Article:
Tiny mobile robots are a blast to use. They are fast, fun, and can even be autonomous. However, they all suffer from a similar issue: batteries, which are notorious for running out of charge quickly when the motors are kept spinning for too long. To address this issue, Mike Rigsby came up with a small robot that has a simple “brain” but has the ability to never run out of power.
Rigsby’s robot, named Roamer, starts off on a charging station that is comprised of a large metal plate on the bottom and a small, energized bump rail. The bot contains a spring under its base that contacts the plate, and its front plate contacts the bumper. Therefore, when the two meet, the circuit is completed, and Roamer can determine if it needs to charge.
Roamer’s onboard Arduino Uno is paired with a motor shield that drives both continuous servo motors to both give forward/backward motion and turn side-to-side. There is also a photoresistor on the top of the robot that is used to sense if the room is dark or light. If it is bright enough, the rover will begin its normal pattern of moving in random directions until it needs to top off its batteries, but a dark room causes it to “sleep” until the light returns.
Roamer is a clever demonstration of how simple materials can be implemented to create a robot that can theoretically never run out of power. You can view this timelapse of it below as well as see how the rover was created here on Hackaday.io.
Ordinarily, producing complex waveforms on microcontrollers requires precise adjustments within code in order to work, and this can become quite tedious. Additionally, having to wire up physical inputs such as potentiometers for quick tuning adds a lot of sprawl to a project. This is partially what inspired Kevin, who runs the DIY Electromusic website, to construct a small, Arduino-based device that allows users to sketch the waveform they want outputted via PWM.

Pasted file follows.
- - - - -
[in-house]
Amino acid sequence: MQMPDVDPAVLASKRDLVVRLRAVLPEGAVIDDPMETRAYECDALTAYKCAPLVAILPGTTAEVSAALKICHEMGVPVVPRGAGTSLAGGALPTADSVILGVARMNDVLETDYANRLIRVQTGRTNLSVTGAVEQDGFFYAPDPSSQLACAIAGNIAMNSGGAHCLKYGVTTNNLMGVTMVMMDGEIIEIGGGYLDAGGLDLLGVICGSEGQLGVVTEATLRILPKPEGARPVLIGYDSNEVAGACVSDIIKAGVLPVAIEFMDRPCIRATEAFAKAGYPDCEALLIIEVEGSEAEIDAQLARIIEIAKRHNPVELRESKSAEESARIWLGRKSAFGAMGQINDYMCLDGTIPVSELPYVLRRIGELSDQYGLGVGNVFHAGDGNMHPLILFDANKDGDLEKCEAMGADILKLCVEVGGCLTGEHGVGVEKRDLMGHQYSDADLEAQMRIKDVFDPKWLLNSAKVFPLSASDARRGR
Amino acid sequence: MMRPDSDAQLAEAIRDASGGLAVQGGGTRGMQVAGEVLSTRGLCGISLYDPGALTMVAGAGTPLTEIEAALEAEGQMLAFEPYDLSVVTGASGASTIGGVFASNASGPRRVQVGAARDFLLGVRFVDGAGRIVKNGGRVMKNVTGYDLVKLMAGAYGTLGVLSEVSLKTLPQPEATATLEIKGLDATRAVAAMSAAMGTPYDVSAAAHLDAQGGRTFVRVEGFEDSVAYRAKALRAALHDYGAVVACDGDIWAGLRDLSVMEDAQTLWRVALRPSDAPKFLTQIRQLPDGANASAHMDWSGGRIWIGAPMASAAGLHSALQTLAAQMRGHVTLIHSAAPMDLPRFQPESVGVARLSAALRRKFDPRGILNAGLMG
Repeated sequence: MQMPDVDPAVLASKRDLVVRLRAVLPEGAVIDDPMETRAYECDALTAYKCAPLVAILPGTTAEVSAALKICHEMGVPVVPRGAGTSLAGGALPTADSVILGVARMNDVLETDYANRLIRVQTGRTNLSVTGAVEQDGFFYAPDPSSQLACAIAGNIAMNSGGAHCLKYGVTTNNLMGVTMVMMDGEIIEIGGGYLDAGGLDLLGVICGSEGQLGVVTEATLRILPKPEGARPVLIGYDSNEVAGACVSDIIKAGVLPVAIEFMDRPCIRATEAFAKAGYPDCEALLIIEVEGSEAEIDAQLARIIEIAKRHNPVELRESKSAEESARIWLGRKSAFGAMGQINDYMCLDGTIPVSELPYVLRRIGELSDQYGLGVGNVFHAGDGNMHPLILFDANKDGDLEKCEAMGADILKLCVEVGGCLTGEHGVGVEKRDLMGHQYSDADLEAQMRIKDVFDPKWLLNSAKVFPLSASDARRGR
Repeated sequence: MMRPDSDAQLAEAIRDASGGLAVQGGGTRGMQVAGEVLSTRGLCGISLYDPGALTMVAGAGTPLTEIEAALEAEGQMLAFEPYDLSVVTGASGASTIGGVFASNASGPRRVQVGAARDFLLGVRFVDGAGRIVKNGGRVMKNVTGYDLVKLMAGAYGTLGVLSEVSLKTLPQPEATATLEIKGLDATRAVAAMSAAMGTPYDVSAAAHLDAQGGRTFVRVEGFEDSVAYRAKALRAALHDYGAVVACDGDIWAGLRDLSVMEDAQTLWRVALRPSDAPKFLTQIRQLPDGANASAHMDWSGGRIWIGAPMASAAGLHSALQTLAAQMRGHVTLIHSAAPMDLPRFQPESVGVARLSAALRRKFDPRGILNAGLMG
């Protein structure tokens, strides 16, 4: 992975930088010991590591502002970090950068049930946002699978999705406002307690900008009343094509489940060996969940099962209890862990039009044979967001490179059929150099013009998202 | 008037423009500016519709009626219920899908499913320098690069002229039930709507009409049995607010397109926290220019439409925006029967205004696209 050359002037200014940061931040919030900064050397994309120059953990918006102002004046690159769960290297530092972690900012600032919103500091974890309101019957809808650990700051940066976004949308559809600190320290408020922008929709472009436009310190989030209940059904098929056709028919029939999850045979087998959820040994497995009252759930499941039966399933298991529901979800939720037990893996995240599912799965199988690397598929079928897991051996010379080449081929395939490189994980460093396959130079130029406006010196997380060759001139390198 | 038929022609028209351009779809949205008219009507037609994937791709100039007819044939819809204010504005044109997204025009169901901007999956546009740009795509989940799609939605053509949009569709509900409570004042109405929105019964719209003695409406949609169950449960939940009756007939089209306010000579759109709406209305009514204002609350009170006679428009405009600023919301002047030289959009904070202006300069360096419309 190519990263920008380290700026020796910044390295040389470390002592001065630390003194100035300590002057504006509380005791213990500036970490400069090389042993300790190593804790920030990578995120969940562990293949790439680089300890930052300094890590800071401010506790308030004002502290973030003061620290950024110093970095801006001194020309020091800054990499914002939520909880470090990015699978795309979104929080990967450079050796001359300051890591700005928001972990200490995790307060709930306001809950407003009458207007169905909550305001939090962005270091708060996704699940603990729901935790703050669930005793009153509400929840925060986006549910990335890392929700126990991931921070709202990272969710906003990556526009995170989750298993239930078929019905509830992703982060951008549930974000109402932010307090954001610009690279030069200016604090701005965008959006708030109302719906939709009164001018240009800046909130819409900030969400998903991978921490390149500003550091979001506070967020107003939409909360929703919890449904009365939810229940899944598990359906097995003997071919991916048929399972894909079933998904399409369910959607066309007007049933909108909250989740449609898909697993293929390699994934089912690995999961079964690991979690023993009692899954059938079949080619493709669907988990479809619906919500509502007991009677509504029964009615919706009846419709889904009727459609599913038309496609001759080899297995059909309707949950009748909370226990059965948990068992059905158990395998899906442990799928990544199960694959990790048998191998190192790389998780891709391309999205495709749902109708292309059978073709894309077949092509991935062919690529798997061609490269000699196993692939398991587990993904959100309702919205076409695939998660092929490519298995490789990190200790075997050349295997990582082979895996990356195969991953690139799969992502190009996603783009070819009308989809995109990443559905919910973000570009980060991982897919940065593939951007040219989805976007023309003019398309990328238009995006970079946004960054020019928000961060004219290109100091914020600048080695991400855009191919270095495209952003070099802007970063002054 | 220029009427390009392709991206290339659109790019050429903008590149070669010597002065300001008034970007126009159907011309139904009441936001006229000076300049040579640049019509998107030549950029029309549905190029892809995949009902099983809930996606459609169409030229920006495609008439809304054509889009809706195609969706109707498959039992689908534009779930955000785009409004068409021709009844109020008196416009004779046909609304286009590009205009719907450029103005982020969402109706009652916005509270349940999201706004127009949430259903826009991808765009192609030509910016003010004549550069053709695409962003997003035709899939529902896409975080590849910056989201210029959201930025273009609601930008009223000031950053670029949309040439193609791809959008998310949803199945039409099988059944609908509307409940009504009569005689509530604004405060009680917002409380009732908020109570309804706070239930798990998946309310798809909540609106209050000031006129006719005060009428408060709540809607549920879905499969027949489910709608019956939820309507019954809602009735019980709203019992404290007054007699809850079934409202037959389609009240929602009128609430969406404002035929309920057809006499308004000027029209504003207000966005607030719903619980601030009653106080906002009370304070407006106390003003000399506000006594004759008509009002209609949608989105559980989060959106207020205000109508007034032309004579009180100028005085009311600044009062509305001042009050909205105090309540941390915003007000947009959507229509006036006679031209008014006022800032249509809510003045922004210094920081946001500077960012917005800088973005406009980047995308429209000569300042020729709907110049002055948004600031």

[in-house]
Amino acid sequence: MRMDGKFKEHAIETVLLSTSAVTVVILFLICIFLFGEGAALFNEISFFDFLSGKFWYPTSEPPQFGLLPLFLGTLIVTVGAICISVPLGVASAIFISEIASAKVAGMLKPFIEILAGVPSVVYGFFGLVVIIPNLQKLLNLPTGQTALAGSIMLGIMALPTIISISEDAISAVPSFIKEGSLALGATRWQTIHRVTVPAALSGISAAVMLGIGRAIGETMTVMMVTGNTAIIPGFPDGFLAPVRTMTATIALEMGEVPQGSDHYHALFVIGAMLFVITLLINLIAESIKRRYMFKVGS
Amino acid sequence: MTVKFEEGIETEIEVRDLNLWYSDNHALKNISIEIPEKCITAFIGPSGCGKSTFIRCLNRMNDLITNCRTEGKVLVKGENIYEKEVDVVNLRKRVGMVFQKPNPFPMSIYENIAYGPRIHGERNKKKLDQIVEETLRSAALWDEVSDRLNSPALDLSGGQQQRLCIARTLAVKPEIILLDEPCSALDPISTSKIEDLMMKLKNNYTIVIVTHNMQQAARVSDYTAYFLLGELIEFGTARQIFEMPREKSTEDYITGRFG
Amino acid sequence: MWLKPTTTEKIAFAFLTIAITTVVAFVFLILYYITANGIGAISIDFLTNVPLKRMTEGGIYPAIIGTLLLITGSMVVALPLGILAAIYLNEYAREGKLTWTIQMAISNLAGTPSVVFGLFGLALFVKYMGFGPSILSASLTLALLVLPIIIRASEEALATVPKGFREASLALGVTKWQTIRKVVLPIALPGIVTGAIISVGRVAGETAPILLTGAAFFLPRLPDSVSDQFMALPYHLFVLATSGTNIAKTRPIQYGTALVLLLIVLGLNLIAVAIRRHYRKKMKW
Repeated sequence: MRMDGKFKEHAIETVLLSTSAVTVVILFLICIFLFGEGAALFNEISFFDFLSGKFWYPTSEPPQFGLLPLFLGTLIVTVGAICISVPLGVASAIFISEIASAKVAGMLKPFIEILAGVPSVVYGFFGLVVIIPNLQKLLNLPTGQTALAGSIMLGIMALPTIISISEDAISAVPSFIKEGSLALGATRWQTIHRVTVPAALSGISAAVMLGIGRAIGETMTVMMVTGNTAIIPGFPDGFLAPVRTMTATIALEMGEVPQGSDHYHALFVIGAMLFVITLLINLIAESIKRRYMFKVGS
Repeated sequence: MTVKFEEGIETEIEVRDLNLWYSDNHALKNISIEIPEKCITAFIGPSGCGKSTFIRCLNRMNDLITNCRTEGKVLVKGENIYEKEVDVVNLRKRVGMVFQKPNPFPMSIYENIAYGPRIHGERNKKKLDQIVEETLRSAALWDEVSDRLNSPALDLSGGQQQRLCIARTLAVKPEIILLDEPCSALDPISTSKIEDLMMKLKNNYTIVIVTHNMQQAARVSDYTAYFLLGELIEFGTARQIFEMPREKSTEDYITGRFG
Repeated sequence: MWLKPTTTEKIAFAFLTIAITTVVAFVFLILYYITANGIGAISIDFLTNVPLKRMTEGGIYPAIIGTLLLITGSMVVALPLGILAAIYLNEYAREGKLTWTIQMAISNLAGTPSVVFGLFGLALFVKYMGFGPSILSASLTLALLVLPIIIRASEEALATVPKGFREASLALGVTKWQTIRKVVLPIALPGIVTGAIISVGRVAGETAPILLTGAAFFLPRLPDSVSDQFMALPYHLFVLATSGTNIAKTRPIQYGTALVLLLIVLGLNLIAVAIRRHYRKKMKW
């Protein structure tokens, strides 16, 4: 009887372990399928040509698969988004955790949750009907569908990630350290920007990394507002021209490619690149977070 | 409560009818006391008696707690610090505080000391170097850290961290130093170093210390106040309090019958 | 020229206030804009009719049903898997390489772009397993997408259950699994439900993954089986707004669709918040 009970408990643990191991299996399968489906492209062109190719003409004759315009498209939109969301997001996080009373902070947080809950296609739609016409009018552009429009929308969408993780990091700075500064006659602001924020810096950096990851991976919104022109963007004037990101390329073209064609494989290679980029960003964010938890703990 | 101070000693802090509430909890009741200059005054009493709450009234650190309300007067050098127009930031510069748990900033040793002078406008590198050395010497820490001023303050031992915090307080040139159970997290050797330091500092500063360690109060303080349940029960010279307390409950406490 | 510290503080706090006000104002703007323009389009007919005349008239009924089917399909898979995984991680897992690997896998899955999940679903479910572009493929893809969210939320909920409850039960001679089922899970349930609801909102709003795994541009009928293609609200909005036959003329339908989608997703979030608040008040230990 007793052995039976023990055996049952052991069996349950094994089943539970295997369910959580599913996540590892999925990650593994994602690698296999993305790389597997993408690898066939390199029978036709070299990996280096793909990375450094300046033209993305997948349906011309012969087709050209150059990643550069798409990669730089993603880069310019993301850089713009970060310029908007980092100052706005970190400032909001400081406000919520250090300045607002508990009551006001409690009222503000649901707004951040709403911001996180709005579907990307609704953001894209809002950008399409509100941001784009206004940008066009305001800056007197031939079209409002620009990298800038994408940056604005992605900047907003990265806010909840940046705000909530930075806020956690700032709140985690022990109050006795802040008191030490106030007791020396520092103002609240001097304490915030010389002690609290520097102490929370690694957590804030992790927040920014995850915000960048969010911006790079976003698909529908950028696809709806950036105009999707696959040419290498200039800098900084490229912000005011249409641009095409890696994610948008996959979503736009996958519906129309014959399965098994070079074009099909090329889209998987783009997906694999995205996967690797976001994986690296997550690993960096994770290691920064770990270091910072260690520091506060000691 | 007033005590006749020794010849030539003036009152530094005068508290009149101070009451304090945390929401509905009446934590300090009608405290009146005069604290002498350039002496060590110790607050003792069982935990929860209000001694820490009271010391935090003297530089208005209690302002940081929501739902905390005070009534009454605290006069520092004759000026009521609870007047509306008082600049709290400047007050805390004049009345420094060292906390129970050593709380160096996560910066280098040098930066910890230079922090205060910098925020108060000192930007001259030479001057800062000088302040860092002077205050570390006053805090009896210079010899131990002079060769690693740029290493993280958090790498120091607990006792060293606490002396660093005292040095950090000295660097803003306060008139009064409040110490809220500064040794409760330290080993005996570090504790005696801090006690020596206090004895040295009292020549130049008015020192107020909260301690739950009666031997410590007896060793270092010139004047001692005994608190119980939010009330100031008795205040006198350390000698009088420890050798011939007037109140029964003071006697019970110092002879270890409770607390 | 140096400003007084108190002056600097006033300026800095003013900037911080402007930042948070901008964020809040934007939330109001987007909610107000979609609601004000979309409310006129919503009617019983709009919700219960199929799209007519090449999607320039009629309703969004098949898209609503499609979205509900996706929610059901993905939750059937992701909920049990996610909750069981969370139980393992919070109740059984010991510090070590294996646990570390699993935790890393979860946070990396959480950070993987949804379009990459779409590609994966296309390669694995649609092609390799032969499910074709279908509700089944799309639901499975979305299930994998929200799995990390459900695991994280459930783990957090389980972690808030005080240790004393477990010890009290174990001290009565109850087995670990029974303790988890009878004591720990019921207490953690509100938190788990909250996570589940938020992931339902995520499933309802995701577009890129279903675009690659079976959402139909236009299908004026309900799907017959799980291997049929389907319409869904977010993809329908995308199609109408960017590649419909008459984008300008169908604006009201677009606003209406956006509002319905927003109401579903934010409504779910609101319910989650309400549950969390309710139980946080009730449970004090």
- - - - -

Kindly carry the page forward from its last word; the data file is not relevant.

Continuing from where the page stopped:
The main components of this project are the ILI9488 TFT shield that fits onto an Arduino Uno, along with an amplifier/speaker and an optional output filtering circuit to clean up the audio. Kevin’s unit takes in a MIDI note on the Uno’s RX pin and passes it through a wavetable function that applies the currently displayed waveform on the screen to the note being requested.
Kevin also made a slight modification to the previously mentioned project by replacing the wavetable with a series of five sliders that correspond to various parameters for a MIDI granular synthesizer. His analog version had five large potentiometers that plugged into the analog input pins on an Uno, but this newer version greatly cleaned things up and gives more room for experimentation.
To read more about these innovative audio control projects, you can view them on Kevin’s website here and see a quick demo below.
After becoming frustrated at his lack of archery skills and not wanting to spend an eternity practicing getting better, Shane Wighton (known as Stuff Made Here on YouTube) sought to build a rig that could automatically correct his aim for the perfect shot every time. The device is comprised of a rigid sleeve that fits over the wearer’s forearm, along with a pair of stepper motors that can adjust where the bow is pointing either vertically or horizontally via a rack-and-pinion. These motors are driven by an Adafruit microcontroller running CircuitPython and a couple of motor driver modules that provide the necessary current. But that’s not all, he also created a small rig that uses an Arduino Uno and servo motor to autonomously fling targets into the air.
Target tracking is achieved by having a set of eight OptiTrack cameras around the room monitor the space for tiny gray spheres, and through the use of a special triangulation algorithm, they can accurately determine where both the arrow is pointing and where the target is in 3D space. Initially, the system missed all of its shots due to poor software and the wrong kind of bow, so Wighton completely rewrote his program and switched to a compound bow instead.
Once everything had been corrected, the software was able to predict where a flying target would end up according to its speed, and thus had the ability to intercept it. The Auto-Aiming Bow could also hit a target the size of a 3mm-wide circle with scary precision.